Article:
In local cat news, there isn’t any. Aside from them wanting to go in and out every 15 minutes to see if it was still raining. With three cats that means I have to open the door every five minutes. I’d try and calculate how much of my life has been spent letting cats in or out, but I really don’t want to know. And don’t even mention cat doors, those don’t work with my evil cats, believe me, I’ve tried. It’s a story for another day. Have a great weekend everyone:

And all the people came up after him, and the people piped with pipes, and rejoiced with great joy, so that the earth rent with the sound of them.
1 Kings 1:40

(The above image was obtained freely from Dingoes. I couldn’t find a nice picture of an American Dingo that didn’t have all sorts of nasty copyright restrictions, so I made do with this. And the truth of the matter is, the Australian Dingo and the American Dingo are identical in appearance.)

Written by unitedcats

February 23, 2007 at 12:42 pm

Posted in Cats, History, Science

8 Responses

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  1. So if the calamari is the size of tire, how big is the dish of sauce? And is it still chewy like rubber binders?

    Just wondering….

    have a great weekend.

    notfainthearted

    February 23, 2007 at 7:08 pm

  2. Reference your “signs to discourage rural yahoos with guns from doing what rural yahoos with guns delight in doing”… this rural yahoo observes more to be feared are urban yahoos with guns. This from the rural yahoo who cautioned his gene carrier to stay well back from hoofed heels even if they belong to gentle old Bessie. Or Dobbin.

    And it’s a gorgeous winter’s day here in the Canadian boonies.

    Edgaress

    February 24, 2007 at 10:31 am

  3. I probably should have specified American rural yahoos. Radiation warning signs were indeed placed on it to discourage people from shooting the device, and “rural yahoo” was the most diplomatic term could think of to describe someone who would shoot an expensive device they found in the woods for kicks. No disrespect was meant to other folks, and in hindsight I should just have said “jerks.” :) -Doug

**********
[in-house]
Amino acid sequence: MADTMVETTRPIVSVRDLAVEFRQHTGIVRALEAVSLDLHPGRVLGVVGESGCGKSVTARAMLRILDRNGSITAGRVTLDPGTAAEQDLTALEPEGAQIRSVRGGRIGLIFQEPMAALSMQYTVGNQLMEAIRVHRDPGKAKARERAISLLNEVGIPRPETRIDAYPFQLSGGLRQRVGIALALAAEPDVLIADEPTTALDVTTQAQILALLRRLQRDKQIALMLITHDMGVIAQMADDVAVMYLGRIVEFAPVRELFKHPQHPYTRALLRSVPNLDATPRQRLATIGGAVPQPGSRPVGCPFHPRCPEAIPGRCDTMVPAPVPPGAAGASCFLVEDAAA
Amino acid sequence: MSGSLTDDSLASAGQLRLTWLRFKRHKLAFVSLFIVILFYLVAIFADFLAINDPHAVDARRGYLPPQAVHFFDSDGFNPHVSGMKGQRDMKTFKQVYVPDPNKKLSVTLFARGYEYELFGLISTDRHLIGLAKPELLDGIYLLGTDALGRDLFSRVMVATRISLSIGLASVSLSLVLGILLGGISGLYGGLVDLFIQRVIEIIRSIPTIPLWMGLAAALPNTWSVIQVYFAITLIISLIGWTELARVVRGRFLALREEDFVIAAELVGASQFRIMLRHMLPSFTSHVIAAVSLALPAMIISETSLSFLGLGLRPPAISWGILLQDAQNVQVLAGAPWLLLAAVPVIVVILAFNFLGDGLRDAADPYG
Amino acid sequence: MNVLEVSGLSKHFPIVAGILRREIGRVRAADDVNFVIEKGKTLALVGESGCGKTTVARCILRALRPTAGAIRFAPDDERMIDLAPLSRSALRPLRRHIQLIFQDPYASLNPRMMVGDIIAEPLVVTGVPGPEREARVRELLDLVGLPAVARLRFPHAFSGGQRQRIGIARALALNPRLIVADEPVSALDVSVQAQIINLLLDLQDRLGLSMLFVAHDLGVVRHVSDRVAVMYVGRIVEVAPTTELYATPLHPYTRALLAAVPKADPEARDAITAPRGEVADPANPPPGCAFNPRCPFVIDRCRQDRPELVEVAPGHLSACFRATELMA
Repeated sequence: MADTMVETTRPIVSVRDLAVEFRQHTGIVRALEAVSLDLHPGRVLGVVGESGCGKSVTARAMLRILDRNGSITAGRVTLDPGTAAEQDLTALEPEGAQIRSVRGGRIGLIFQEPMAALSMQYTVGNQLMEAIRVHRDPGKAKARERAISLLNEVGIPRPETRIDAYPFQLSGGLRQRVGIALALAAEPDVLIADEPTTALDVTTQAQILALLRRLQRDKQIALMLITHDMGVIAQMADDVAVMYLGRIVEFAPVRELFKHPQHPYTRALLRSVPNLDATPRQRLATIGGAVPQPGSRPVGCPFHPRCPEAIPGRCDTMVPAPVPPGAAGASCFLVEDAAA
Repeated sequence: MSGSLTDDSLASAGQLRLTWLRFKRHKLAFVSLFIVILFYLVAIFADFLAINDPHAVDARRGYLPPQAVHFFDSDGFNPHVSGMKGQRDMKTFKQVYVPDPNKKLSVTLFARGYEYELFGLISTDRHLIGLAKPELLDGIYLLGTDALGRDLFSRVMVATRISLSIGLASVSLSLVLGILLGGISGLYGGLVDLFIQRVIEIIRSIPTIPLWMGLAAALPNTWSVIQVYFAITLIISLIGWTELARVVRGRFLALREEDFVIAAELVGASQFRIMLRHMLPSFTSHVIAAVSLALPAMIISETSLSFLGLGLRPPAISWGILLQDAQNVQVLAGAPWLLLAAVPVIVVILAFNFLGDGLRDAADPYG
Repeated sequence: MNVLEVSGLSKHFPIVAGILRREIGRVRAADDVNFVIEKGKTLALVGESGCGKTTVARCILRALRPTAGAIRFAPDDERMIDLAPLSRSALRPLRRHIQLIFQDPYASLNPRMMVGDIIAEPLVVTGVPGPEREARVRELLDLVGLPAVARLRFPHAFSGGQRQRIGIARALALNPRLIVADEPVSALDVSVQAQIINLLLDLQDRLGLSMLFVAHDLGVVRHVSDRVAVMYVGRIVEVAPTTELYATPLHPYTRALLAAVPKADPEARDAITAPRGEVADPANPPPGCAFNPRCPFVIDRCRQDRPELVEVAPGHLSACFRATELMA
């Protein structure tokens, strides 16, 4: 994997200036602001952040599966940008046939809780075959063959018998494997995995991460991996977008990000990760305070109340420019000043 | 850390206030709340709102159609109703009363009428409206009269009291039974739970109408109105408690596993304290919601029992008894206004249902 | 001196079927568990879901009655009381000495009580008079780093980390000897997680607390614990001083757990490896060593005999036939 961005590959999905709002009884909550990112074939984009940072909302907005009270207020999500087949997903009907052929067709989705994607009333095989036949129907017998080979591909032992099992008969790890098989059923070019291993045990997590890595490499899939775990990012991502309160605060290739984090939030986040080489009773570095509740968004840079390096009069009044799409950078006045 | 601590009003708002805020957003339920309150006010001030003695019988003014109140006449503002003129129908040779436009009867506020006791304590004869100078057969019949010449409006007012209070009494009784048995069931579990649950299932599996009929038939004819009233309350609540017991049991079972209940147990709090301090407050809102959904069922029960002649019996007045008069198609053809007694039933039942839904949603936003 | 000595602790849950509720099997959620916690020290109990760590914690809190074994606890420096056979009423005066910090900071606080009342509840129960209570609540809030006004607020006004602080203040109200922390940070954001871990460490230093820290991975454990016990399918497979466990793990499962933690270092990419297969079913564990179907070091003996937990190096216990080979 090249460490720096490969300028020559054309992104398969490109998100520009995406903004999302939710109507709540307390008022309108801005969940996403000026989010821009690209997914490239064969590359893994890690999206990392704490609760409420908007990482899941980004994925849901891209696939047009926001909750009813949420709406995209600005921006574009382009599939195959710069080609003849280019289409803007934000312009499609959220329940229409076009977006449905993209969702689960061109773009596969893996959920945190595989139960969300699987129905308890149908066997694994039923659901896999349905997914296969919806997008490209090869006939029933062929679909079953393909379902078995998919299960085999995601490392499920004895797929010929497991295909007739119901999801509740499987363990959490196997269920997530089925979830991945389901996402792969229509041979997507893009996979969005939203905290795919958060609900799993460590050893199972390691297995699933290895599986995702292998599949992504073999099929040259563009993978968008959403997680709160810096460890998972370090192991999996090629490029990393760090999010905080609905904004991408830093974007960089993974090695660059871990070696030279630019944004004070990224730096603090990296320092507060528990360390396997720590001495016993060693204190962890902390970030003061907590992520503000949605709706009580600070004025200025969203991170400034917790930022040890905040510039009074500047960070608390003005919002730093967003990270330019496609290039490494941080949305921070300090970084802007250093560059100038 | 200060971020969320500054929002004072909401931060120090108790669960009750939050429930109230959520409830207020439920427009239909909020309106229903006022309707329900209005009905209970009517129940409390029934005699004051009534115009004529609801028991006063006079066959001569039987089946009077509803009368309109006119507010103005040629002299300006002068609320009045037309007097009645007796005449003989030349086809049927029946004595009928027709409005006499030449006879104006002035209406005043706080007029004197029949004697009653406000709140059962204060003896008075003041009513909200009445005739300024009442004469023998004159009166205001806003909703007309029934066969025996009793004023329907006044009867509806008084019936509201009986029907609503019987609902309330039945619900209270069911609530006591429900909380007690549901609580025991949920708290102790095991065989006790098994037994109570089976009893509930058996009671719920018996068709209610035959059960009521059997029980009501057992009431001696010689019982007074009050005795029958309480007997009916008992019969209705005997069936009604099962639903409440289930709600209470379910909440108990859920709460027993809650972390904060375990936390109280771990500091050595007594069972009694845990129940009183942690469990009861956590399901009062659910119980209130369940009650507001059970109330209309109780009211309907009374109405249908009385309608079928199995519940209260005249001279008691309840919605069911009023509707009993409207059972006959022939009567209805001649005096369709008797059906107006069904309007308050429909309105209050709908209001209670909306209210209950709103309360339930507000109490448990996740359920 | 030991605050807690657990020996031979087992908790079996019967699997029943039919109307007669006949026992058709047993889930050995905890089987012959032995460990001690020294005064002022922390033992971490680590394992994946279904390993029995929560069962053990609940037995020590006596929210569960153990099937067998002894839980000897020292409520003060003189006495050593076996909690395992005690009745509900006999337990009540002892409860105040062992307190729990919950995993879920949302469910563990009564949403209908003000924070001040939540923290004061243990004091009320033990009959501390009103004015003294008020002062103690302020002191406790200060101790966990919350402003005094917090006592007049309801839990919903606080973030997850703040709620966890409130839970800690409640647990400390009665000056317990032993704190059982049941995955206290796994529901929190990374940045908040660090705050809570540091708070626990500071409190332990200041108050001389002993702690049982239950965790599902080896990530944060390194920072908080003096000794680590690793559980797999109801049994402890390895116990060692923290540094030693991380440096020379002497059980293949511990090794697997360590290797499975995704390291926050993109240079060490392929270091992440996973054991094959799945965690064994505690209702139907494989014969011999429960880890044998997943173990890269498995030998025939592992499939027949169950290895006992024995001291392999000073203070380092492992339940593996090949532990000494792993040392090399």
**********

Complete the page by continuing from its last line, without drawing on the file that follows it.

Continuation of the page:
unitedcats

    February 24, 2007 at 12:01 pm

  4. What a great site man! I mean it. I think my “lab” may be part American Dingdong Dog, he’s crazy sometimes….

    The Dude

    February 24, 2007 at 4:41 pm

  5. The yellow dog is beautiful. Don’t people in SC keep them as pets?

    floatingclouds

    February 24, 2007 at 7:46 pm

  6. Oh, definitely, they are very popular as pets, always have been. Think “Ol Yeller.” They have been found depicted in North American cave paintings and early depictions of Indian villages show what appear to be classic yellow dogs. See:

    http://www.carolinadogs.com/

    —Doug

    unitedcats

    February 24, 2007 at 8:03 pm

  7. Thank you for this, Doug. I’ve been waiting for just the right dog to find it’s way to me; as I’ve been wanting one for years. Being that I now reside in the Carolina’s, I think I found my dog! They are gentle, trainable and social. Pretty amazing about the genetics.

    floatingclouds

    February 25, 2007 at 12:27 pm

  8. dude we have 2 carolina dogs and a bunch of jindos at my work and those motherfuckers are SMART. they are FAST. and they are CUTE. i want a dingo dingo dingo dingo look i’m commenting all over your blog

    daphny

    April 9, 2007 at 2:26 pm